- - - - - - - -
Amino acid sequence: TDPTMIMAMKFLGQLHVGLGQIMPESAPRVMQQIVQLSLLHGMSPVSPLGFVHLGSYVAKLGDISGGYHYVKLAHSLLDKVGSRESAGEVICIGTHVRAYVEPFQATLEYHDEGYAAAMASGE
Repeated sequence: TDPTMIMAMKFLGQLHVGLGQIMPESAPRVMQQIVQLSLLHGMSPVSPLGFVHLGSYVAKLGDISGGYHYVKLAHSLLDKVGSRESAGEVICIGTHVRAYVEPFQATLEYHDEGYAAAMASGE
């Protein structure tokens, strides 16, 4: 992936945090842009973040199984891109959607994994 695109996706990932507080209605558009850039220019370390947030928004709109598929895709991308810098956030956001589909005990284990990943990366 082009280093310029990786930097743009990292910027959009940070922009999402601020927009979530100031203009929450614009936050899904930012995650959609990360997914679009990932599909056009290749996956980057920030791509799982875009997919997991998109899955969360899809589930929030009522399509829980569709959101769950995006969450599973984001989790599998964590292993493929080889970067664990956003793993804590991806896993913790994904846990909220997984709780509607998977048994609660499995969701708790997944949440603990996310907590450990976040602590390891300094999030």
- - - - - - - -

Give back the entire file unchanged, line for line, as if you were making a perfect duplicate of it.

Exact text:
Amino acid sequence: TDPTMIMAMKFLGQLHVGLGQIMPESAPRVMQQIVQLSLLHGMSPVSPLGFVHLGSYVAKLGDISGGYHYVKLAHSLLDKVGSRESAGEVICIGTHVRAYVEPFQATLEYHDEGYAAAMASGE
Repeated sequence: TDPTMIMAMKFLGQLHVGLGQIMPESAPRVMQQIVQLSLLHGMSPVSPLGFVHLGSYVAKLGDISGGYHYVKLAHSLLDKVGSRESAGEVICIGTHVRAYVEPFQATLEYHDEGYAAAMASGE
């Protein structure tokens, strides 16, 4: 992936945090842009973040199984891109959607994994 695109996706990932507080209605558009850039220019370390947030928004709109598929895709991308810098956030956001589909005990284990990943990366 082009280093310029990786930097743009990292910027959009940070922009999402601020927009979530100031203009929450614009936050899904930012995650959609990360997914679009990932599909056009290749996956980057920030791509799982875009997919997991998109899955969360899809589930929030009522399509829980569709959101769950995006969450599973984001989790599998964590292993493929080889970067664990956003793993804590991806896993913790994904846990909220997984709780509607998977048994609660499995969701708790997944949440603990996310907590450990976040602590390891300094999030």